Vinegar for a Lawn or Yard Fungus

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Watch out for internet sites that recommend treating lawn fungus with vinegar because vinegar is considered a "contact" herbicide: It will kill whatever it contacts. This means that spraying it on your lawn in order to treat a lawn disease, such as a fungus, will also kill the grass blades or at least make them die back. If you already have an unsightly fungal infection, you don't want to make it worse by browning your entire lawn.

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The best way to treat any of the many fungal infections that can affect lawns is through best practices: Ensure proper sunlight and moisture, aerate your lawn, and regularly treat it for thatch. If these basic maintenance tasks don't result in a healthier lawn, then resort to a fungicide treatment.

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Fungal Diseases That Impact Grass

Fungal diseases and lawns go hand in hand, unfortunately; in fact, most turfgrass diseases are caused by fungi. The symptoms might be brown patches, spots, threads, diseased rings, or slime. The list of culprits is long but includes fungi that attack the leaves, the crown, or the roots. Among the foliar diseases are powdery mildew, red thread, rust, and downy mildew. Common diseases that attack the crown as well as the leaves are anthracnose, brown patch, leaf spot, red leaf spot, and yellow patch. Finally, diseases that primarily target the roots are dead spot, necrotic ring spot, bermudagrass decline, spring dead spot, and summer patch.

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Ouch. With all these fungi roaming around looking for a toe-hold in a healthy lawn, what's a homeowner to do? Well, the first thing is to up your maintenance game because all the fungicides in the world won't eradicate a fungus if the conditions that led to it are not addressed.

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Choose Disease-Resistant Cultivars

It may be too late, but if you are just seeding your grass or need to reseed, do some research and plant a disease-resistant variety. Contact the local extension office in your area or local gardening supply stores to identify varieties that work well in your area. The National Turfgrass Evaluation Program is also a great resource.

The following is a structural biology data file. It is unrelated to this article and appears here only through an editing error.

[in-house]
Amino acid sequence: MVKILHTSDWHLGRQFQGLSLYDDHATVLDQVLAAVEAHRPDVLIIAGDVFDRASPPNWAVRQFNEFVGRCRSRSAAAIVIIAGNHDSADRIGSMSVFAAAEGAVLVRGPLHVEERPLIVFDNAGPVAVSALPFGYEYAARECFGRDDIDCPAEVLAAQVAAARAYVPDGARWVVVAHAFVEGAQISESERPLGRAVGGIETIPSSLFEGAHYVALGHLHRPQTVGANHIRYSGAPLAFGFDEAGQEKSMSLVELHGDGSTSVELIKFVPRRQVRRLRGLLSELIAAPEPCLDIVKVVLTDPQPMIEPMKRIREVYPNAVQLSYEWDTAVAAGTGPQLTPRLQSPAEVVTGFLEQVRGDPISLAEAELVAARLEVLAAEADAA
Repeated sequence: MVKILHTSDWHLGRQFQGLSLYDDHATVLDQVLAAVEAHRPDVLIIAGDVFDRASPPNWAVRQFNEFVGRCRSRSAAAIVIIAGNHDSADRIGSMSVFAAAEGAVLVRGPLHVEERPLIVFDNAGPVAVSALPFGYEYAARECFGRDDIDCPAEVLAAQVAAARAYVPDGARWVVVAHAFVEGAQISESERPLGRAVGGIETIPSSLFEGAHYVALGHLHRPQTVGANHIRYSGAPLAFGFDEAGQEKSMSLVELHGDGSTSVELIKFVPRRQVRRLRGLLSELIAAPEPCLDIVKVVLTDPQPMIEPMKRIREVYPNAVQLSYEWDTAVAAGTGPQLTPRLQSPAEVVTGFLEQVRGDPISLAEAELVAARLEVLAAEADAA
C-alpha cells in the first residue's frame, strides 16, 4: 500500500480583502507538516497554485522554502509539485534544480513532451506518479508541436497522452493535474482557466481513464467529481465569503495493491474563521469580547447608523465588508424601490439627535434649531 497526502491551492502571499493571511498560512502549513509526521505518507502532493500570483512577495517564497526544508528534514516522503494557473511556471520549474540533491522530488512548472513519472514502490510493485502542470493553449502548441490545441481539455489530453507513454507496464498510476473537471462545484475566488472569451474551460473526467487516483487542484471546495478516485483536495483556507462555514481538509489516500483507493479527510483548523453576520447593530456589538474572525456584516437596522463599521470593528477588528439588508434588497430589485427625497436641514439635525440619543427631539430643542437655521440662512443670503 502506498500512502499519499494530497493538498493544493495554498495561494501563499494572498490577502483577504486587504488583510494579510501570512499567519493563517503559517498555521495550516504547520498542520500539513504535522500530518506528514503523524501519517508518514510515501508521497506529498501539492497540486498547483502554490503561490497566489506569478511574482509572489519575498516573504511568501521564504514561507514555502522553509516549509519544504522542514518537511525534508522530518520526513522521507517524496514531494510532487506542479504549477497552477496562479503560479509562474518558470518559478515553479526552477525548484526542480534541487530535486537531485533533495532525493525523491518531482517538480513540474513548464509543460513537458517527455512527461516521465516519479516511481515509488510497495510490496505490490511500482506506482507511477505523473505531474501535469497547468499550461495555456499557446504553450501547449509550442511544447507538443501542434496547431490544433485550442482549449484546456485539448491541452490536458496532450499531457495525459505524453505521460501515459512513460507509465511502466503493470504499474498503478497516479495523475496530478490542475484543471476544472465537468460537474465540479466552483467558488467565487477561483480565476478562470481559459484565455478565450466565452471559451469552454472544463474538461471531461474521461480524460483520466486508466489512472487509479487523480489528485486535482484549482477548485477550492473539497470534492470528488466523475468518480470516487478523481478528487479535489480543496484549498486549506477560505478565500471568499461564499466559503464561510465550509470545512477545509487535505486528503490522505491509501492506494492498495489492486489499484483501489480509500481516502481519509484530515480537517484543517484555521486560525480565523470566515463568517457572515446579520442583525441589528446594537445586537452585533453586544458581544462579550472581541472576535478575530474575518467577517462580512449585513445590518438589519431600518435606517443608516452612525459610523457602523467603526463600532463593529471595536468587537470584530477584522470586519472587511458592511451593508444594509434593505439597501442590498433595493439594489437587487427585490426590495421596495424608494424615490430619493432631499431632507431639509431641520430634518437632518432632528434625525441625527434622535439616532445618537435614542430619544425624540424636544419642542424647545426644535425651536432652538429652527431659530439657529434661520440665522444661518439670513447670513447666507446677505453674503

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Perform Regular Maintenance

Shade, humidity, and the wrong moisture levels create a perfect storm for fungal infections in lawns. Another contributor is lawn compaction from heavy traffic to the point that the soil can't hold oxygen.

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To avoid heavy fungal infections, first try to increase sunlight penetration. This may entail pruning trees or shrubs. If your lawn is shaded by a nearby building, there's not much you can do about that, although shade-tolerant grass varieties, including fine fescue, tall fescue, or rough bluegrass, can help mitigate the problem. Pruning nearby plants can also help reduce the humidity by improving air circulation.

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Monitor your lawn's moisture level. It may be getting too much water, especially in lower or shady areas. On dry days when irrigation is necessary, water in the morning so the grass can dry out during the day.

Perform regular maintenance for general good health. This includes aerating the soil every year or so using a lawn aerator and also dethatching to remove layers of dead grass from the top of the lawn. Both of these maintenance tasks improve soil health so that fertilizer, water, and oxygen can reach your lawn's roots.

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When mowing, avoid "scalping" your lawn, which is mowing it too closely. Lawns that are mowed too low are more susceptible to fungal diseases.

Treat With Fungicides

If you are caring for your lawn and performing regular maintenance but you just can't eradicate that fungus, first consider organic treatments, such as neem oil or a baking soda solution. For stubborn diseases, choose an organic fungicide that is specifically designed for your lawn disease.

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